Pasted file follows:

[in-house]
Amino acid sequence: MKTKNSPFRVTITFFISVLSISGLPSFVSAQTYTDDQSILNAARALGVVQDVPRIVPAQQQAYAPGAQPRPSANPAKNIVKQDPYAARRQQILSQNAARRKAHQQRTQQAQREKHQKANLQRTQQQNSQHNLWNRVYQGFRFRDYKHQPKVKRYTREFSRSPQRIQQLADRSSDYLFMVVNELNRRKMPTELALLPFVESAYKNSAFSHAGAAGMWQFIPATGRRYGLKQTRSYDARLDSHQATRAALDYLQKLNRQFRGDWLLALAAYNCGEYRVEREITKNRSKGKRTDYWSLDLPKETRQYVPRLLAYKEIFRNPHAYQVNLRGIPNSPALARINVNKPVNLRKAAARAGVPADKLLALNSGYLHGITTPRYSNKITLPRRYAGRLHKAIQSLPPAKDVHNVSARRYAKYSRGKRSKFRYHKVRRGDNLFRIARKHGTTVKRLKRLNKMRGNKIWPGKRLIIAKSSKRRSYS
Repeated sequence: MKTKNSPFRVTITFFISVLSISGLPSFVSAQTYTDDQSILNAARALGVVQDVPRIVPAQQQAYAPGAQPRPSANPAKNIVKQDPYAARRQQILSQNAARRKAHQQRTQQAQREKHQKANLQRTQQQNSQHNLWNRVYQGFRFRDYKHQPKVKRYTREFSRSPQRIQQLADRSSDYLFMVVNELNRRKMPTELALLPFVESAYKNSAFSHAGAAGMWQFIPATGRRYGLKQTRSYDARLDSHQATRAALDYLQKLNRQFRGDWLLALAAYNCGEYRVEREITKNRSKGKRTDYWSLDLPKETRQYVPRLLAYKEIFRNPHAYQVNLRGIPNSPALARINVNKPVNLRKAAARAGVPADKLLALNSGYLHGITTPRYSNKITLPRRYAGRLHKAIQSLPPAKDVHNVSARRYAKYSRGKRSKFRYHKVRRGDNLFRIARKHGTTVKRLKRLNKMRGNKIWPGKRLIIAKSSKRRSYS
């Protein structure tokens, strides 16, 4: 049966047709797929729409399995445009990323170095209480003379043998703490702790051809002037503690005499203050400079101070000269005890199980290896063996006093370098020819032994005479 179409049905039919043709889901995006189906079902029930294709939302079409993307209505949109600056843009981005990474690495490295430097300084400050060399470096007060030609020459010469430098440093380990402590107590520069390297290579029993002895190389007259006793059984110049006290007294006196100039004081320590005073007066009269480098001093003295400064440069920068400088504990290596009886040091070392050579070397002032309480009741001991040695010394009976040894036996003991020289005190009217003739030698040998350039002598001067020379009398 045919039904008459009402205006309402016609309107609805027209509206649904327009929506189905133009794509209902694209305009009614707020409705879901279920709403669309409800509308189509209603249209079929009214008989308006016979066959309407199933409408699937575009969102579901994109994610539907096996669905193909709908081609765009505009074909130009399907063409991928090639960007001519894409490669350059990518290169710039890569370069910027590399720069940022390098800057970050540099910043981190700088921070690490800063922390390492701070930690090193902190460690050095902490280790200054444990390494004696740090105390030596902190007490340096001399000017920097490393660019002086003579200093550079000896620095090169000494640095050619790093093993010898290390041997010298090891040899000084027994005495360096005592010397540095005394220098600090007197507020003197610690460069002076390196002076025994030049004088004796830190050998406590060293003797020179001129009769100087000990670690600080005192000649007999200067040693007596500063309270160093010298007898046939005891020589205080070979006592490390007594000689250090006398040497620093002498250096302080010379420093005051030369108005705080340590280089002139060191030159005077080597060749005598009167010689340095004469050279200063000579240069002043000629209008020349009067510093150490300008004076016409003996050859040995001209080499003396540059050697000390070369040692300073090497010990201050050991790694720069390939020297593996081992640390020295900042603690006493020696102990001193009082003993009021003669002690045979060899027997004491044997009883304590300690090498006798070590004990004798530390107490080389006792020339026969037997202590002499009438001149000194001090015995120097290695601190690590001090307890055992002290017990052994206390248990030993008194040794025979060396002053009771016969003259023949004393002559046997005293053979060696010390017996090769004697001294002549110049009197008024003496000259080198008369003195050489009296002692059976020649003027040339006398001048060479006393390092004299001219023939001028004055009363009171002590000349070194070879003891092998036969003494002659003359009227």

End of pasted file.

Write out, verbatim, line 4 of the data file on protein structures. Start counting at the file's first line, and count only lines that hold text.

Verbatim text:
């Protein structure tokens, strides 16, 4: 049966047709797929729409399995445009990323170095209480003379043998703490702790051809002037503690005499203050400079101070000269005890199980290896063996006093370098020819032994005479 179409049905039919043709889901995006189906079902029930294709939302079409993307209505949109600056843009981005990474690495490295430097300084400050060399470096007060030609020459010469430098440093380990402590107590520069390297290579029993002895190389007259006793059984110049006290007294006196100039004081320590005073007066009269480098001093003295400064440069920068400088504990290596009886040091070392050579070397002032309480009741001991040695010394009976040894036996003991020289005190009217003739030698040998350039002598001067020379009398 045919039904008459009402205006309402016609309107609805027209509206649904327009929506189905133009794509209902694209305009009614707020409705879901279920709403669309409800509308189509209603249209079929009214008989308006016979066959309407199933409408699937575009969102579901994109994610539907096996669905193909709908081609765009505009074909130009399907063409991928090639960007001519894409490669350059990518290169710039890569370069910027590399720069940022390098800057970050540099910043981190700088921070690490800063922390390492701070930690090193902190460690050095902490280790200054444990390494004696740090105390030596902190007490340096001399000017920097490393660019002086003579200093550079000896620095090169000494640095050619790093093993010898290390041997010298090891040899000084027994005495360096005592010397540095005394220098600090007197507020003197610690460069002076390196002076025994030049004088004796830190050998406590060293003797020179001129009769100087000990670690600080005192000649007999200067040693007596500063309270160093010298007898046939005891020589205080070979006592490390007594000689250090006398040497620093002498250096302080010379420093005051030369108005705080340590280089002139060191030159005077080597060749005598009167010689340095004469050279200063000579240069002043000629209008020349009067510093150490300008004076016409003996050859040995001209080499003396540059050697000390070369040692300073090497010990201050050991790694720069390939020297593996081992640390020295900042603690006493020696102990001193009082003993009021003669002690045979060899027997004491044997009883304590300690090498006798070590004990004798530390107490080389006792020339026969037997202590002499009438001149000194001090015995120097290695601190690590001090307890055992002290017990052994206390248990030993008194040794025979060396002053009771016969003259023949004393002559046997005293053979060696010390017996090769004697001294002549110049009197008024003496000259080198008369003195050489009296002692059976020649003027040339006398001048060479006393390092004299001219023939001028004055009363009171002590000349070194070879003891092998036969003494002659003359009227």